In Denver, tickets to the NFL’s Broncos are a cherished commodity. In the 1990s, the Broncos utilized an open transfer process whereby season ticket holders could transfer their “spot” in the teams’ database to another person. Each year, some season ticket holders would openly advertise the sale of their “spot” in the teams’ database. This caused considerable concern as many season tickets were not being “returned” to the team which limited the Broncos’ ability to offer patrons on the season ticket waiting list an opportunity to purchase seats. In addition, the team was limited in its ability to execute seat improvements because so many season tickets were sold on the open market rather than being “returned.” Recognizing a potential problem, and having a concern that some season ticket holders were utilizing their tickets as an investment, the Broncos changed their open transfer policy to a limited transfer system. However, the team eventually was sued by season ticket holders who claimed that they had purchased Broncos’ season tickets as an investment and the changing of the transfer rules restricted their investment (Brinkhaus, Coppage, Coppage, and CAMAS, Inc. v. PDB Sports d/b/a Denver Broncos, 1996). The Broncos’ eventually settled out of court and compensated affected members of the class action lawsuit. Though the team maintained throughout the preliminary proceedings that they retained the rights to control the distribution of their season tickets, there was enough concern that the tickets might be considered property rights of the purchasers that they settled out of court.

A ticketing distribution case that had potential wide-ranging implications was filed in Indiana state court by the National Collegiate Athletic Association (NCAA) against Coors Brewing Company in 2002. The NCAA disputed Coors’ right to distribute Final Four tickets as part of a promotion (McKelvey, 2007). Though it disagreed with the NCAA’s primary contention — especially since it never specifically mentioned the NCAA in its ticket giveaway promotion — Coors agreed to settle out of court for $75,000. The case elicited strong reactions regarding potential ambush marketing implications if Coors, which was not an official sponsor of NCAA events, had won the case.


The majority of cases have indicated that tickets are a revocable license. However, there are indications that facilities do not have a complete right to revoke tickets at their discretion. The marketing activities of professional franchises and intercollegiate athletic departments often focus upon the fans’ experience with “their” team. This perception of fan ownership is further enhanced with the sale of PSLs that often tout ownership of tickets. In the case of the Broncos, the team was concerned enough to settle a lawsuit when their decision to alter their season ticket transfer process was questioned. It is likely that lawsuits will be filed in the future, especially as the value of many tickets continues to skyrocket

Just as the Broncos’ case prompted other sport franchises to establish and/or strengthen the language regarding season ticket transfers, Greg Demery’s experience at the University of Virginia may prompt future changes to language regarding fan behavior that appears on the back of tickets. Tickets to live events have noted the responsibility of fans to adhere to facility rules regarding interaction with players, coaches, performers, facility administrations and other patrons. In the future, however, they might explicitly state what a patron may wear or say. How that will be received by fans will be interesting, especially if the fan, much like Demery, is unaware of the behavior restrictions prior to arriving at the facility.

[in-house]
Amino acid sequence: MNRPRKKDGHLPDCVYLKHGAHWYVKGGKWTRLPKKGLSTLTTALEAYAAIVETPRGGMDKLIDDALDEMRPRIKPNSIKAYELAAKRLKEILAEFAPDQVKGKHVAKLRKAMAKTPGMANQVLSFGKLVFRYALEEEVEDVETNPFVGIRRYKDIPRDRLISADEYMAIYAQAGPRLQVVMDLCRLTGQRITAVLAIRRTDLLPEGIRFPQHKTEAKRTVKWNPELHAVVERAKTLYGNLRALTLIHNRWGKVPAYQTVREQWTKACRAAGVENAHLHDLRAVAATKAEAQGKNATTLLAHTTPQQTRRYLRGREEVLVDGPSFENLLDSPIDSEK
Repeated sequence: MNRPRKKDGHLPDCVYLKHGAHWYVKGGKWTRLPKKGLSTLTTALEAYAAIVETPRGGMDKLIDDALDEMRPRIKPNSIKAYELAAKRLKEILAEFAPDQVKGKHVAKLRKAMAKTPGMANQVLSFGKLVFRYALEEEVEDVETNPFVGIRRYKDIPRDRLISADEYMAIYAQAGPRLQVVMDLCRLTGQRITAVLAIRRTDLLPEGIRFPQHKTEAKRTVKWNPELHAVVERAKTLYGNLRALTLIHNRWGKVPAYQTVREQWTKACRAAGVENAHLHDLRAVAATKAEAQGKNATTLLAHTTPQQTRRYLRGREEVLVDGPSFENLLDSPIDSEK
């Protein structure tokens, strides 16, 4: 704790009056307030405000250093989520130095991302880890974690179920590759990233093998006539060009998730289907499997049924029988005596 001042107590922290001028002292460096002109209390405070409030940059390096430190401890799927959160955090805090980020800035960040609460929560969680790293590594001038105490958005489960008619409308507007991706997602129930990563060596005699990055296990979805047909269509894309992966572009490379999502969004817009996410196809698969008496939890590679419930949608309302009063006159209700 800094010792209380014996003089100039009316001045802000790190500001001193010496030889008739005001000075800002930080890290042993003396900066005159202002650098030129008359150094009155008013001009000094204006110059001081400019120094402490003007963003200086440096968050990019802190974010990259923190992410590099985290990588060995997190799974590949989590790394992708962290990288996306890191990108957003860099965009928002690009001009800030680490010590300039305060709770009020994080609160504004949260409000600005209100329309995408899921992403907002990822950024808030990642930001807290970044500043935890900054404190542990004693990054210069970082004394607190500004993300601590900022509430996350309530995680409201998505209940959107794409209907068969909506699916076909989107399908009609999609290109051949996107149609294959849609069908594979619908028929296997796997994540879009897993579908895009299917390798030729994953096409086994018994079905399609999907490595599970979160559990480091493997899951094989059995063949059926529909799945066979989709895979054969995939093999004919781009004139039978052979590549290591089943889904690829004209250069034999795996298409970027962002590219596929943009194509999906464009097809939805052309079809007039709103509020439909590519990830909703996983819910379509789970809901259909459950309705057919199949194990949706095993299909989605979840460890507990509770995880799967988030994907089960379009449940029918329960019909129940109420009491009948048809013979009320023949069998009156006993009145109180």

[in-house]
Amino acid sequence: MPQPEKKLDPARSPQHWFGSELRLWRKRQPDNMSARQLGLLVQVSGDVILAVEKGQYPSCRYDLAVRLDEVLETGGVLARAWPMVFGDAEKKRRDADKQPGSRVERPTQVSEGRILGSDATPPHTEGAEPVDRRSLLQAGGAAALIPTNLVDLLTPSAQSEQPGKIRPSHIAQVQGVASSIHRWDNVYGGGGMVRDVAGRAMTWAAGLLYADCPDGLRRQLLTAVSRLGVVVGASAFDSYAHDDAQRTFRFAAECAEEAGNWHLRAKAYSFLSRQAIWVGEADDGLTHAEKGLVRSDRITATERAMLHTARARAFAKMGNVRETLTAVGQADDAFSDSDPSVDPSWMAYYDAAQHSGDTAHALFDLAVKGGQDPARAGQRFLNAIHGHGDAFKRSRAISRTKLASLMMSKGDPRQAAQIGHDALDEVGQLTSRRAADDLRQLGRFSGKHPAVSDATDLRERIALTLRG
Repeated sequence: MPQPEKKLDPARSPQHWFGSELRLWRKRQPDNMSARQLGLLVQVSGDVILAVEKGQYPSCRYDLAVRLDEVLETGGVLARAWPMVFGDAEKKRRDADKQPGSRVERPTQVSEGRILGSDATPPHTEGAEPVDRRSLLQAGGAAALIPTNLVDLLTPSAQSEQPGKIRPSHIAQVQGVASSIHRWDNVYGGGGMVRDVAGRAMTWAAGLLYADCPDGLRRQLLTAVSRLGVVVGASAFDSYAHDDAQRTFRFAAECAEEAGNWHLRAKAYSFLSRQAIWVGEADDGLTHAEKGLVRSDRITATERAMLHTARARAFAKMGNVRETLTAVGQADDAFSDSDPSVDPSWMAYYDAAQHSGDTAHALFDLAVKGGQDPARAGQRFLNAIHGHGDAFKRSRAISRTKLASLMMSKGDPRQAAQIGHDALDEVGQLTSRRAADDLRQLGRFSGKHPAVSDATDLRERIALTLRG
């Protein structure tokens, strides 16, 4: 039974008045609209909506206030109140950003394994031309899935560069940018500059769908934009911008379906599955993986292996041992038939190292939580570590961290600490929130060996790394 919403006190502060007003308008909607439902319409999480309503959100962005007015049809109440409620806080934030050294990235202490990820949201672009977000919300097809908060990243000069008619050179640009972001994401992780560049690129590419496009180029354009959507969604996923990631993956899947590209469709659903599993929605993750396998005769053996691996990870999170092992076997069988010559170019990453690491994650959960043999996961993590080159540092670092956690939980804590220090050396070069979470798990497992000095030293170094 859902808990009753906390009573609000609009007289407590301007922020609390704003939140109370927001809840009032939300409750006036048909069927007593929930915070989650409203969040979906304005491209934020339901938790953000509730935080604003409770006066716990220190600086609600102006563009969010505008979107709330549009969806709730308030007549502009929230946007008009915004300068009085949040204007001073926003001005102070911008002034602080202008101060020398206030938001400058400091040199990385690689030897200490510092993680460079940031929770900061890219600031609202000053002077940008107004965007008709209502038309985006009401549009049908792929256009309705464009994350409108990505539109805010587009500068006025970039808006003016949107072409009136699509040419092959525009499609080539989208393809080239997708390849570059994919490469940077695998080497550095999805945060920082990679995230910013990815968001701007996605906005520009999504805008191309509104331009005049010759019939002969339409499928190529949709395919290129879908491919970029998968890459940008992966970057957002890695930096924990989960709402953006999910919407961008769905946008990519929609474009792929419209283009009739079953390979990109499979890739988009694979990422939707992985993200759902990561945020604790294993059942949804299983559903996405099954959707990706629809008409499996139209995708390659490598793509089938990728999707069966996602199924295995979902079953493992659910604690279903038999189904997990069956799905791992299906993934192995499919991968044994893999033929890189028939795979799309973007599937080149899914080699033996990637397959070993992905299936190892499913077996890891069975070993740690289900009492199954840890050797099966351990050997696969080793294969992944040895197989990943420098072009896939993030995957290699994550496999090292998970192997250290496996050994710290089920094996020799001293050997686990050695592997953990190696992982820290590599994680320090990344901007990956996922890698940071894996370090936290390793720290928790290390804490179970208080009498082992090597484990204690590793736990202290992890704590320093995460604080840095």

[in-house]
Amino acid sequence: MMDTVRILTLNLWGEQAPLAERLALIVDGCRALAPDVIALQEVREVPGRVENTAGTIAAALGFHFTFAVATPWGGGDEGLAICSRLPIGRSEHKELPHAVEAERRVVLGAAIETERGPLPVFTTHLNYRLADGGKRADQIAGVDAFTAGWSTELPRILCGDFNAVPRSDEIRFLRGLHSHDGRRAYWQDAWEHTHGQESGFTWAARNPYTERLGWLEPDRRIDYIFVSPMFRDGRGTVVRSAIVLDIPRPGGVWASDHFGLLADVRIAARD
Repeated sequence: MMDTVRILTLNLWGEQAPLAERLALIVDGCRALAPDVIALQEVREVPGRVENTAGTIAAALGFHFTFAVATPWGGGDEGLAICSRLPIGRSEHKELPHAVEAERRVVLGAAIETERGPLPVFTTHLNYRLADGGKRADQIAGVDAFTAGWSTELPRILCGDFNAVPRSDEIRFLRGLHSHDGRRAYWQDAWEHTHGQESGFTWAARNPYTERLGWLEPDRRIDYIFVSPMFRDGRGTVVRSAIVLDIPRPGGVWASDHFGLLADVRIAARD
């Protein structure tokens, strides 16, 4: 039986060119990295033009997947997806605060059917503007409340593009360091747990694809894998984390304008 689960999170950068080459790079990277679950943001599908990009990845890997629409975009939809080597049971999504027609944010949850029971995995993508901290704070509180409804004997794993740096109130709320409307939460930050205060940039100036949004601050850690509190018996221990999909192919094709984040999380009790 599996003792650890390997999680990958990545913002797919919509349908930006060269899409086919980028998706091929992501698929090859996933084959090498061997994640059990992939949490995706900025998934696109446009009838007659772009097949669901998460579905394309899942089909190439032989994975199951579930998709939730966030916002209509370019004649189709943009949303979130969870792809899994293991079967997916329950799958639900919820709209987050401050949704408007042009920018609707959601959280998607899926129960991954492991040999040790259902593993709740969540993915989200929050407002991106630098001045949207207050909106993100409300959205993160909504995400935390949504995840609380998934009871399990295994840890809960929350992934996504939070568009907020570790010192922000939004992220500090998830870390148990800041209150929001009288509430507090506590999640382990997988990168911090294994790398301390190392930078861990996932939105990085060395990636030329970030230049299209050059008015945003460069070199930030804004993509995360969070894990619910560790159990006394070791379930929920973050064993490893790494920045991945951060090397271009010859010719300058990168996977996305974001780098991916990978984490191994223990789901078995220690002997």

Cavoto v. Chicago National League Ball Club, 2006 WL 2291181 (Ill. App. Ct.).

Eisenberg, J. (2011, January 14). Wearing North Carolina colors costs Tar Heels fan his seat. Retrieved from Article no longer available.

FIFA bans Dutch babes in orange mini-dress from World Cup. (2010, June 15). Dutch Daily News. Retrieved from (no longer available).

Friedman, L. (2011, January 14). Troubleshooter: Tar Heel fan booted from seat at UVA. Retrieved from (article no longer available.

McKelvey, S. (2007). Jury still out on ticket promotions. In B. J. Mullin, S. Hardy, and W. A. Sutton, Sport Marketing (3rd ed.) (pp. 443–444). Champaign, IL: Human Kinetics.

Palmer, C. (2010, June 22). Dutch mini-dress girls walk free after FIFA drops charges. Retrieved from

Gonzaga ticketing. (n. d.). Retrieved (article no longer available).

Reedy, Curry, Ashmore, Davis, Wagner, & Wilhelmy v. Cincinnati Bengals, 758 N.E.2d 678 (Ohio Ct. App. 2001).

Reese, J. T., Nagel, M. S., & Southall, R. M. (2004). National Football League ticket transfer policies: Legal and policy Issues. Journal of the Legal Aspects of Sport, 14(2), 163–190.

Season-ticket holder sues Raptors for making first-row seats second row. (2011, November 1). The Sporting News. Similar article now available here.

Soderholm v. Chicago Nat’l League Ball Club, 587 N.E.2d 517 (Ill. App. Ct. 1992).

Ticket holder sues Eagles over seat placement in new stadium. (2003, August 18). Retrieved from

Yarde Metals, Inc. v. New England Patriots. 17 Mass. L. Rep. 181; 2003 Mass Super. Lexis 441.

Yarde Metals, Inc. v. New England Patriots. 2005 Mass. App. Lexis 904.

Yocca v. Pittsburgh Steelers, 806 A.2nd 936 (Pa. Commonwealth Ct. 2002).

JVEM Editorial Board:
Editor: Mark S. Nagel, University of South Carolina
Associate Editor: John M. Grady, University of South Carolina 
Consulting Editor: Peter J. Graham, University of South Carolina
JVEM Editorial Review Board:
Rob Ammon, Slippery Rock University
John Benett, Venue Management Association, Asia Pacific Limited 
Chris Bigelow, The Bigelow Companies, Inc. 
Matt Brown, University of South Carolina
Brad Gessner, San Diego Convention Center 
Peter Gruber, Wiener Stadthalle, Austria
Todd Hall, Georgia Southern University
Kim Mahoney, Industry Consultant
Michael Mahoney, California State University at Fresno
Larry Perkins, BC Center Carolina Hurricanes 
Jim Riordan, Florida Atlantic University 
Frank Roach, University of South Carolina 
Philip Rothschild, Missouri State University 
Frank Russo, Global Spectrum 
Rodney J. Smith, University of Denver 
Kenneth C. Teed, The George Washington University
Scott Wysong, University of Dallas